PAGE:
Adding software features to Artemis

New things! Everything is progressing nicely. Did additional testing on the 230VAC detection circuit and wrote software to read SHT31 digital humidity/temperature sensors. Also added a ClosedLoop function so analog inputs can be used to compare to store values and have an outputs act on the comparison.

230VAC detection

Finally I had the time to properly measure the mains voltage inputs. No shorts or anything… So I decided to go on and plug in the mains voltage into the Artemis.

The 230VAC detection circuit is connected to D48 (ICP5 on the Arduino), which mean I could potentially measure the exact frequency of the mains AC voltage. Still, I do not require to have that, so instead I built a simple timer that resets if the phase comes up, and counts down if the phase disappears. This way I always have a stable reading on the signal, even when the Artemis accidentally measures on an exact phase zero crossing.

        if (digitalRead(PIN_230V_DETECT) == LOW) // Active? Reset Timer.
        {
                TIM_50HzDetect = 10;
        }
        else
        {
                if (TIM_50HzDetect) // Not active -> count 2 zero and stay.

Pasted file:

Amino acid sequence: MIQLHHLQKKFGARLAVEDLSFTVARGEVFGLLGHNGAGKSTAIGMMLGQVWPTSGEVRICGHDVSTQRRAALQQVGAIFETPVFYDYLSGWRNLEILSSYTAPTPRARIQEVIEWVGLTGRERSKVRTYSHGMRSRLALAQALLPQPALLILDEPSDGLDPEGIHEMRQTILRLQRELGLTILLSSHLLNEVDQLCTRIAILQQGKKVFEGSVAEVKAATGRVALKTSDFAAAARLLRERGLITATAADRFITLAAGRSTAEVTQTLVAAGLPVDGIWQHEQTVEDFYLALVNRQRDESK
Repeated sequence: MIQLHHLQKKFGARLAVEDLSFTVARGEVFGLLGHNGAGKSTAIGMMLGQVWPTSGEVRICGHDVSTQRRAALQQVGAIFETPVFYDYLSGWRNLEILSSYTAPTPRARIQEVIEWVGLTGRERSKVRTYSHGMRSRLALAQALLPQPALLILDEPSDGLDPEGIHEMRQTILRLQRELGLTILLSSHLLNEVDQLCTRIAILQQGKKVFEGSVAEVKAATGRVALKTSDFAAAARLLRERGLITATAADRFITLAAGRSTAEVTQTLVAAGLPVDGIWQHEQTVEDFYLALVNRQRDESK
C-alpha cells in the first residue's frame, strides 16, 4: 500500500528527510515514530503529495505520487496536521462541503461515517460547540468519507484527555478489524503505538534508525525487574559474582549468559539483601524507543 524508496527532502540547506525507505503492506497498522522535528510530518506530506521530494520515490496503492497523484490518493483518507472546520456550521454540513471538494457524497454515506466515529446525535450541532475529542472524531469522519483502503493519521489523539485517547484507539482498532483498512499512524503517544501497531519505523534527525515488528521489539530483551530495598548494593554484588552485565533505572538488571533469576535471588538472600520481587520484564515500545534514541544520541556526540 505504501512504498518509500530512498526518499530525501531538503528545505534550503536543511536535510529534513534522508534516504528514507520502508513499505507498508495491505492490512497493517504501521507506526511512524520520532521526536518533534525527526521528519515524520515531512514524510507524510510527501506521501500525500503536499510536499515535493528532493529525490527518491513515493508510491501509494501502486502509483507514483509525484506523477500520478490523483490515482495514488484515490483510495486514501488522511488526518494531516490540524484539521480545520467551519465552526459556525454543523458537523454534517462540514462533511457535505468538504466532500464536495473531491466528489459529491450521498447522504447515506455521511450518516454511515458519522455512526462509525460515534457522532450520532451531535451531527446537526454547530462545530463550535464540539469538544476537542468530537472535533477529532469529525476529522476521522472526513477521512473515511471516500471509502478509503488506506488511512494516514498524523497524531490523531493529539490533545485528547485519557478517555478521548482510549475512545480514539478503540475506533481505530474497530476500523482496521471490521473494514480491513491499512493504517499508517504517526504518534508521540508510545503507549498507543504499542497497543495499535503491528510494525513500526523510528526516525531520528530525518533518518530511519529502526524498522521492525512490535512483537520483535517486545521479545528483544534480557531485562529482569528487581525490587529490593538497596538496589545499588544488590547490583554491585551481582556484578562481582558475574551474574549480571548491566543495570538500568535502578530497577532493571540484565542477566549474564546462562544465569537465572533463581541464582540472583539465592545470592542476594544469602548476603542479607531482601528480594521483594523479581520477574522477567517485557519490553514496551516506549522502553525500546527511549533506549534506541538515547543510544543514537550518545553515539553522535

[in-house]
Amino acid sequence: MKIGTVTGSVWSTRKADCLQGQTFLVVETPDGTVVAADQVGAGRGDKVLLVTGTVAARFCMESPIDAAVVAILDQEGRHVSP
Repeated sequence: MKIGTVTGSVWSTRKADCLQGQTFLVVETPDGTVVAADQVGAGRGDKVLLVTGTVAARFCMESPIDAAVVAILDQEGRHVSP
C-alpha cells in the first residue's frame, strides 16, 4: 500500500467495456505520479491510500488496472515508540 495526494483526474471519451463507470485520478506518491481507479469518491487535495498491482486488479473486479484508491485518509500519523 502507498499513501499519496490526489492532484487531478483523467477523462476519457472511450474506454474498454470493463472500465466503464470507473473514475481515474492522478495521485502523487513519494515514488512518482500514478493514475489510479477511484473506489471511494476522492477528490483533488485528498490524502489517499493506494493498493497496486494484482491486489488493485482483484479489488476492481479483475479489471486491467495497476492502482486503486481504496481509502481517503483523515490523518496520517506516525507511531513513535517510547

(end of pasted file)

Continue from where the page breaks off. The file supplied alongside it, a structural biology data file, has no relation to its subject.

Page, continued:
{
                        TIM_50HzDetect--;
                }
        }

Adding a ClosedLoop() function

So what is a closedLoop function? Well, the loop is closed meaning that Artemis measures a value, and acts on that value. It is a pretty simply piece of logic, but features make it more complex: Artemis can now use any of the analog inputs . For each of these inputs you can specify how often it should be sampled (in seconds), which channel should be used as the output, and what value should be outputted. You can specify any PWM, XPWM (the PCA9685 ouputs) or DO (Digital Output). A cool example of this is using ClosedLoop() to measure an LM35 in the aquatic water, and use a DO Relay output to activate an aquatic heater. So you basically set a target value to ClosedLoop(), and it will switch the heater on and off to maintain exactly that value. The same could work for an air heater with an air temperature sensor. This makes it so easy to vary temperatures depending on the “weather” or the time of day!